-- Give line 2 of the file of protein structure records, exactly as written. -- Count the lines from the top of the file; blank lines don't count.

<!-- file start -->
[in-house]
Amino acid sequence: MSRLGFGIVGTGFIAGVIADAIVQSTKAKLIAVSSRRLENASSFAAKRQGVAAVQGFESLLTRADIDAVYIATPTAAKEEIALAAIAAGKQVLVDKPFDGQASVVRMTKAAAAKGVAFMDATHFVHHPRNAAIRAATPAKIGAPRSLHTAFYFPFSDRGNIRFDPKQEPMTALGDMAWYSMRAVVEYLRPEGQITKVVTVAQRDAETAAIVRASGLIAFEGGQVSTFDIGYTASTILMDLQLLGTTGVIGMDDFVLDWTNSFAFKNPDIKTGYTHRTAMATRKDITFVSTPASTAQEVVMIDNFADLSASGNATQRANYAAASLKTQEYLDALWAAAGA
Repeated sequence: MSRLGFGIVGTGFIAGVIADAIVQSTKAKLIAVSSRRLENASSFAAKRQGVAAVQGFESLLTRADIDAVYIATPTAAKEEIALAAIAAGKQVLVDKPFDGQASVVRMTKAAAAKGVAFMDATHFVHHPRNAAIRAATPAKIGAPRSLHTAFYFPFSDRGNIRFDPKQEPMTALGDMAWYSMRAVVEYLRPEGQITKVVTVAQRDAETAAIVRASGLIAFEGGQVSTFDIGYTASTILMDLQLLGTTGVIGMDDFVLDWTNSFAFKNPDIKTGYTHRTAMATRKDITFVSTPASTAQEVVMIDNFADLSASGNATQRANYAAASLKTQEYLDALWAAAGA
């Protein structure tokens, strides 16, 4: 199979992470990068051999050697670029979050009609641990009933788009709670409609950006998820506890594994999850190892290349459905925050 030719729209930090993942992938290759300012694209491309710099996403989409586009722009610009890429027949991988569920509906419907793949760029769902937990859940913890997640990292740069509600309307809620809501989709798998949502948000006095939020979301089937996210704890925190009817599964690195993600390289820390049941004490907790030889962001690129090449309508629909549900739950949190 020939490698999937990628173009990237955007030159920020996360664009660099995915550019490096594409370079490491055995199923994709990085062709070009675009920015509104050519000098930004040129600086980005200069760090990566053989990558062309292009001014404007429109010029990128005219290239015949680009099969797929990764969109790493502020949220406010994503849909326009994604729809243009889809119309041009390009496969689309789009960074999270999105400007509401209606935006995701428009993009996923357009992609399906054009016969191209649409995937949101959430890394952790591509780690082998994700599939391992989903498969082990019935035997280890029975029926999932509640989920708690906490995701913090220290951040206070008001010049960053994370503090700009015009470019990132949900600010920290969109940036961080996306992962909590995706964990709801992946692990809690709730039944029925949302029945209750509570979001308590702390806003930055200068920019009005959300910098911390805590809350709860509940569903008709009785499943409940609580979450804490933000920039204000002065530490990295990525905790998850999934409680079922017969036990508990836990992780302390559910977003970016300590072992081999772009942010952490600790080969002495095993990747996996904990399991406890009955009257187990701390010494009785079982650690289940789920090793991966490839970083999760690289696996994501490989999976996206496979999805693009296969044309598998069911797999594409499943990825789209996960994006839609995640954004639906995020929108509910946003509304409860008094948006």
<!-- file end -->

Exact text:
Amino acid sequence: MSRLGFGIVGTGFIAGVIADAIVQSTKAKLIAVSSRRLENASSFAAKRQGVAAVQGFESLLTRADIDAVYIATPTAAKEEIALAAIAAGKQVLVDKPFDGQASVVRMTKAAAAKGVAFMDATHFVHHPRNAAIRAATPAKIGAPRSLHTAFYFPFSDRGNIRFDPKQEPMTALGDMAWYSMRAVVEYLRPEGQITKVVTVAQRDAETAAIVRASGLIAFEGGQVSTFDIGYTASTILMDLQLLGTTGVIGMDDFVLDWTNSFAFKNPDIKTGYTHRTAMATRKDITFVSTPASTAQEVVMIDNFADLSASGNATQRANYAAASLKTQEYLDALWAAAGA